Continuing her work to bring down medical costs for Missourians, U.S. Senator Claire McCaskill released a draft bipartisan plan to help protect patients from surprise medical bills.
The draft bill comes from the bipartisan Senate healthcare price transparency working group, which McCaskill is a member of, and is intended to jumpstart discussions in Congress about how to best stop the use of balance billing—a practice where healthcare providers bill patients the difference between what insurance companies pay and what healthcare providers charge, which can be staggering amounts especially if the provider is outside of the insurance company’s network.
“When Missouri families are facing a medical emergency, the last thing they should be worrying about is if the emergency room is in network or if they’ll get stuck with a massive bill after the fact,” McCaskill said. “I’m committed to finding real solutions to help lower the costs of healthcare facing Missourians, and this bipartisan proposal is an important first step towards tackling a tough and costly issue.”
The bipartisan discussion draft of the Protecting Patients from Surprise Medical Bills Act would curb surprise medical bills by: ensuring patients are not forced to pay exorbitant prices for out-of-network emergency services; requiring providers inform patients of higher prices for out-of-network, non-emergency services before administering treatment; and prohibiting out-of-network providers from excessively billing patients in an in-network facility.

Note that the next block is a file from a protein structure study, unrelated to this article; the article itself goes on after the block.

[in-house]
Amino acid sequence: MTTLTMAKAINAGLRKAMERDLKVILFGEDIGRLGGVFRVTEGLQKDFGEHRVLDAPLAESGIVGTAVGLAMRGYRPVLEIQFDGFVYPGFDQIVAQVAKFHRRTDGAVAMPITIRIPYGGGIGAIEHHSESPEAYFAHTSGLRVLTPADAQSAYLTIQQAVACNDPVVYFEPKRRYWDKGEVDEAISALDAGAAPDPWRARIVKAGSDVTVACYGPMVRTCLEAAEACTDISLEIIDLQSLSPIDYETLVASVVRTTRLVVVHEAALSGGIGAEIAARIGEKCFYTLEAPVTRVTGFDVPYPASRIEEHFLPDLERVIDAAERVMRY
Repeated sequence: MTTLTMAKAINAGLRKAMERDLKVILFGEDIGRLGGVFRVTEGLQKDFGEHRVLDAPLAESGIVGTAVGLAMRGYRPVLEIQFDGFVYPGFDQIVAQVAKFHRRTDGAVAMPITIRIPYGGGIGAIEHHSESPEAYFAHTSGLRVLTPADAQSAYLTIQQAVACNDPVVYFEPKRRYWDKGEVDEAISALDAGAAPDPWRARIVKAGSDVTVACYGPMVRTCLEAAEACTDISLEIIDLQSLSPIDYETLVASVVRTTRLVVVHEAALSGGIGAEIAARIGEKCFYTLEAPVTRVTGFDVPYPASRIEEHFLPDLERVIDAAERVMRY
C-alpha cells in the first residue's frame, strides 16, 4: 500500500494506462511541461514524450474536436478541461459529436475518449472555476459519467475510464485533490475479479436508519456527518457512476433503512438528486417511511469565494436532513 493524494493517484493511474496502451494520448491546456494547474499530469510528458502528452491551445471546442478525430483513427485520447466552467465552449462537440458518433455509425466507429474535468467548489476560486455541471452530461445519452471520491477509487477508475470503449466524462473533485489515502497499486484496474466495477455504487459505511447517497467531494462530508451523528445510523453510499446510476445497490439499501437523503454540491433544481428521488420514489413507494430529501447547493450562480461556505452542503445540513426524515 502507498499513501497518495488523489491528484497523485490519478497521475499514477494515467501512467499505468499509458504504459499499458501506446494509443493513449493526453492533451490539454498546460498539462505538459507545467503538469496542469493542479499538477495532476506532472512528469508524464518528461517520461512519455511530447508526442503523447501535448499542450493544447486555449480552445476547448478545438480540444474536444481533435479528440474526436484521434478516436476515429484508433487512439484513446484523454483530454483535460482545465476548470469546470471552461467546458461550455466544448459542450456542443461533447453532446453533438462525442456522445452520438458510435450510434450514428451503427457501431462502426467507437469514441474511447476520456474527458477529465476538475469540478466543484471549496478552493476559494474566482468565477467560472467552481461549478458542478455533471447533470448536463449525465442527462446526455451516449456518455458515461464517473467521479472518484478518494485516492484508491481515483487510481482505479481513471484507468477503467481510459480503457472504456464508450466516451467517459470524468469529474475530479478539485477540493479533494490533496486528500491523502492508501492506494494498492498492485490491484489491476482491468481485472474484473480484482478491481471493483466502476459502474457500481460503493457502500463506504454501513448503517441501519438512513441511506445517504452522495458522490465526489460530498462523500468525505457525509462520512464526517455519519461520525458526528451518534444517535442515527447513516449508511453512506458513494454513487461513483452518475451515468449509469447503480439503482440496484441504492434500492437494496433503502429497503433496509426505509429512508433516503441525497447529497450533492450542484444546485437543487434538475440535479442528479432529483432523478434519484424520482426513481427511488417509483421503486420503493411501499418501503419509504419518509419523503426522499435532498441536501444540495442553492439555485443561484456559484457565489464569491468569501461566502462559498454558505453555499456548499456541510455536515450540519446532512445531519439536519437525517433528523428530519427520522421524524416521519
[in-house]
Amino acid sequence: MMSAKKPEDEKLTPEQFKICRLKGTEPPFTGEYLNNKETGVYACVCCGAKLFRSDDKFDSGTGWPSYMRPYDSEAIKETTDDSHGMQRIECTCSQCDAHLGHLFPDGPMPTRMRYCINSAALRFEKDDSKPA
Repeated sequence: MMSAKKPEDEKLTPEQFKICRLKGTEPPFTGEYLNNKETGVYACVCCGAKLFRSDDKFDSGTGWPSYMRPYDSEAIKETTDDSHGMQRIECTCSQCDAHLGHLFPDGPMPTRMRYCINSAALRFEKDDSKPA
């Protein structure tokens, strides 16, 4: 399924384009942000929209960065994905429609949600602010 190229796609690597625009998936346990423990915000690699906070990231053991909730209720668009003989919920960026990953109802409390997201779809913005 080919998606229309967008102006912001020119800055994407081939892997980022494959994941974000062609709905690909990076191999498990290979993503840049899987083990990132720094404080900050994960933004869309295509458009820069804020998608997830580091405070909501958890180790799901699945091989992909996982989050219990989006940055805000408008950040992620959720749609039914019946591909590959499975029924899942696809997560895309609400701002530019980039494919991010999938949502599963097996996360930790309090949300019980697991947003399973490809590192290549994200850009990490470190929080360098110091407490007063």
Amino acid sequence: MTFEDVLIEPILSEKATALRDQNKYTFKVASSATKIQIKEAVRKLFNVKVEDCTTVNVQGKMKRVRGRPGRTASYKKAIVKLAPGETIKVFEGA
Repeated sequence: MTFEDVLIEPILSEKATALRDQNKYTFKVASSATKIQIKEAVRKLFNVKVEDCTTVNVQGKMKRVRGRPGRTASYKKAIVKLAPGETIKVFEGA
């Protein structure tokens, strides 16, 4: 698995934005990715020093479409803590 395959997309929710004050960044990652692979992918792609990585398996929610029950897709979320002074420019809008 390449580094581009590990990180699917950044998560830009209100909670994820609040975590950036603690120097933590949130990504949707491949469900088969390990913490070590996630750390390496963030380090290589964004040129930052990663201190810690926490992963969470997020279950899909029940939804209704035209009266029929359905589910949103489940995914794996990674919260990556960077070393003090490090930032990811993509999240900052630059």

Surprise medical bills can be financially devastating to families following an emergency, leaving patients with burdensome debt. Recent examples of patients receiving surprise medical bills include a patient who received a bill of nearly $109,000 for care after a heart attack, and a patient who received a bill for $17,850 for a urine test.
McCaskill has made tackling rising healthcare costs in Missouri a top priority. The Senate recently passed bipartisan proposals by McCaskill to put an end to pharmacy gag clauses that can prohibit pharmacists from telling customers that they could pay less for their prescription if they pay out of pocket. Additionally, McCaskill led a bipartisan call for aggressive federal oversight of the air ambulance industry to bring down costs for patients, and introduced legislation that would bring more accountability to the industry. McCaskill also sought answers from Envision Healthcare and following reports of skyrocketing costs at emergency rooms run by its subsidiary EmCare Holdings, Inc. which manages more than ten hospitals in Missouri.